My first trip to the bank in Bordeaux was a non-event. I walked up to the building, nervously rehearsing the upcoming conversation in my head, and pulled on the door.
A little flustered, I tried pushing it. Nada. Was the bank closed, I wondered? It was mid-afternoon — maybe bankers took long lunches? I scanned the sign listing the hours of operation. No, it should have been open.
Oh well, I thought. Maybe it’s closed for a training session.
But the same charade played out the next day: pull, then push, then reflexively check the hours. I strained to look through the tinted windows and saw flickers of movement inside. Banging on the doors was an option, of course, but I doubted that would win me any friends among the people who controlled my money.
I retreated to the café across the road. Sitting at an outdoor table with a hot chocolate to soothe my ragged nerves, I pondered my next move. Then I saw a man walk up to the bank, do some voodoo thing with his hand beside the door, and open it.
I felt like all those guys who watched in amazement as Arthur effortlessly pulled the sword from the stone.
Quickly tossing back the rest of my hot chocolate, I marched over to the bank, where I saw something I hadn’t noticed before: a small button to the right of the door. I pushed it, the door made a buzzing noise, I opened it and walked in.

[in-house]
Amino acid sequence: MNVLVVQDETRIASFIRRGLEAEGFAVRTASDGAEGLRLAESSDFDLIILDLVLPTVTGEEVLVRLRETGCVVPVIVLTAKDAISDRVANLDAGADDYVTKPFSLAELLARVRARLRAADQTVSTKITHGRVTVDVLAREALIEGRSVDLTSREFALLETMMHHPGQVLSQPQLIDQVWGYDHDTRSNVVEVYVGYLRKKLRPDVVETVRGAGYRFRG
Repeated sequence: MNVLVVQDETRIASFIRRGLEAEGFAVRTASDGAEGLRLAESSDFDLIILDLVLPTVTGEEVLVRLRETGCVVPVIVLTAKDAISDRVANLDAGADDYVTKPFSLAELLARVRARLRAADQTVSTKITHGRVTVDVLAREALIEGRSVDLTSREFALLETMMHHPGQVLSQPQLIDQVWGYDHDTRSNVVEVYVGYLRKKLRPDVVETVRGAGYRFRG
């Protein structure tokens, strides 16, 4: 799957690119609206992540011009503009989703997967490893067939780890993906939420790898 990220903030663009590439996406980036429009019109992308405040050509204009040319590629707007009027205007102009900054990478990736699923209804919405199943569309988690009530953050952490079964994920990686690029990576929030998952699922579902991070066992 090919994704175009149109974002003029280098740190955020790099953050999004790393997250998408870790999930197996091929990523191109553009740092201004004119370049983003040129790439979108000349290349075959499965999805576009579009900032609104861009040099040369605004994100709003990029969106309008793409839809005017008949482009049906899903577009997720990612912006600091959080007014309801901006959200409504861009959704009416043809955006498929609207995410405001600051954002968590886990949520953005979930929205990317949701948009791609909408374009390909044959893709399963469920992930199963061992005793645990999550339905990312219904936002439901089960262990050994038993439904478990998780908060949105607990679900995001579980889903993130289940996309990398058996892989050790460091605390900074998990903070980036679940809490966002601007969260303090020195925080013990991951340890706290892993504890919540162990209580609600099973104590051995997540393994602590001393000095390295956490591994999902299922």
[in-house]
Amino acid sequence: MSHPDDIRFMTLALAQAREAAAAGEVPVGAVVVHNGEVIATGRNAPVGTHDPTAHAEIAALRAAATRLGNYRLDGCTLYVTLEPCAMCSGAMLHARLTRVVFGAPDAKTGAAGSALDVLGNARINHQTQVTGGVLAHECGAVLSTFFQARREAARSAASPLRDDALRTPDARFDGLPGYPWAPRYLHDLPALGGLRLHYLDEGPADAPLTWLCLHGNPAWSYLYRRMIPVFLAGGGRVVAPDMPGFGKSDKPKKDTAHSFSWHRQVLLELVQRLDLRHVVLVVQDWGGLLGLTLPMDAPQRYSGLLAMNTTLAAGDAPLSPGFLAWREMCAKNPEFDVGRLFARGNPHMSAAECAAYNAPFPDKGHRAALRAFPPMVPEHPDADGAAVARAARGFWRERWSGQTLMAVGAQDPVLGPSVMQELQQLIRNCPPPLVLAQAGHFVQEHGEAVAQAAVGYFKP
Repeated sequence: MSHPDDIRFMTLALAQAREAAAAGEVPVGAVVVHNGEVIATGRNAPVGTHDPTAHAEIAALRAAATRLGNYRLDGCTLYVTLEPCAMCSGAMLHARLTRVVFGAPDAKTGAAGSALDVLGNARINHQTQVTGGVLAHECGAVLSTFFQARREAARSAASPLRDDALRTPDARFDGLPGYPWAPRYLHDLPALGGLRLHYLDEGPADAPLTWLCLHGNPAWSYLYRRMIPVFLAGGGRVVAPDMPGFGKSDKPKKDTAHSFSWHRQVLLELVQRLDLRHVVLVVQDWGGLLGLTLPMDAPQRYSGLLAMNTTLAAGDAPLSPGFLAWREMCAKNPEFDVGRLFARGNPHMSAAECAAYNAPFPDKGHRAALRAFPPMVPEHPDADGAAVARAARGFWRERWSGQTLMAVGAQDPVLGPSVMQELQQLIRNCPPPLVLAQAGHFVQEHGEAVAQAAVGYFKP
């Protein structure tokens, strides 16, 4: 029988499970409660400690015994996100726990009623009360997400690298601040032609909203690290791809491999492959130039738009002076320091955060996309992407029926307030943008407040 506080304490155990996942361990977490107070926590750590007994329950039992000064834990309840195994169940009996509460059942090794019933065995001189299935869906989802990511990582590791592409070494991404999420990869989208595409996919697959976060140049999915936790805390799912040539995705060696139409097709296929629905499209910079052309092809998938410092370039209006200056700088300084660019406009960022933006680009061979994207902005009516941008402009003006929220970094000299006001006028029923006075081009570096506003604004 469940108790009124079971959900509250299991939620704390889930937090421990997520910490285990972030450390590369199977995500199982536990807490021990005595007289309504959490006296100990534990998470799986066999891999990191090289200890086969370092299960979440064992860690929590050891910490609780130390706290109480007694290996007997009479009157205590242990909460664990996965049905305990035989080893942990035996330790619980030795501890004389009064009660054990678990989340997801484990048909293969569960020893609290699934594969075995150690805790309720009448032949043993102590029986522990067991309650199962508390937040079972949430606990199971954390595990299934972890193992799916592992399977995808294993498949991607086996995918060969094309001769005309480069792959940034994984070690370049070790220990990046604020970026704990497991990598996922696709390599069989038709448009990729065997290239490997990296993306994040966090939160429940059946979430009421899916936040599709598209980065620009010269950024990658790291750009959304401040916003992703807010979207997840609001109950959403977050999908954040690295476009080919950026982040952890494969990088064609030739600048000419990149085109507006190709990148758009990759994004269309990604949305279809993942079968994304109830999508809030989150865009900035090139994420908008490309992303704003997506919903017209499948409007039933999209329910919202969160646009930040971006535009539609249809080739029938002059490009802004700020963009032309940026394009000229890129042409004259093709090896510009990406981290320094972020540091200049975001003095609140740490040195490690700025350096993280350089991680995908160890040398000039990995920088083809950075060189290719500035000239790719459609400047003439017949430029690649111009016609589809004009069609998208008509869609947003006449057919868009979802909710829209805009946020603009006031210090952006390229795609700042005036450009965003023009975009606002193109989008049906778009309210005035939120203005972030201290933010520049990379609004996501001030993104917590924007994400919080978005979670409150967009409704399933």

Everything is easy once you know how.
Banking went smoothly after that. It wasn’t until I was about to leave France that I hit another bump in the road. The problem concerned all the coins I’d amassed during the previous two years.
A little background: Once the Canadian $1 and $2 bills were replaced by loonies and toonies, I got into the habit of emptying all the coins out of my bulging purse every night. It’s shocking how much money you can collect that way, and if you roll them in coin wrappers, you can take them to the bank and exchange them for paper money.
When I was young and living paycheque to paycheque, there were a couple of tense months when I wouldn’t have been able to pay my rent if it hadn’t been for those life-saving rolls. This is so much a part of my cultural DNA (and c’mon, it makes so much sense) that the possibility it might not be a universal practice never crossed my mind.
So here I was in Bordeaux, with a jarful of change and a yen for some crisp euro notes. I buzzed myself into the bank like a veteran, and explained to my least-favourite teller that I wanted some coin wrappers.
“We don’t have those,” she said.
I asked her politely if she knew where I could get some.
Her nose lifted just a little higher, giving me a clear view up her nostrils and possibly right into her supercilious brain. “Such a thing does not exist in France,” she said haughtily.
This was not good news. “I have 92 euros in coins, and I’m leaving France for good in three days. What should I do?”
Her glance was scathing. “I suggest you go shopping.”
The next afternoon found me at the self-checkout station of my local Auchan, with an overflowing shopping basket and a bagful of coins. It took me a while, but I paid for my purchases one euro at a time. Then, when the bag was finally empty, I went home.
Any banking stories you’d like to share?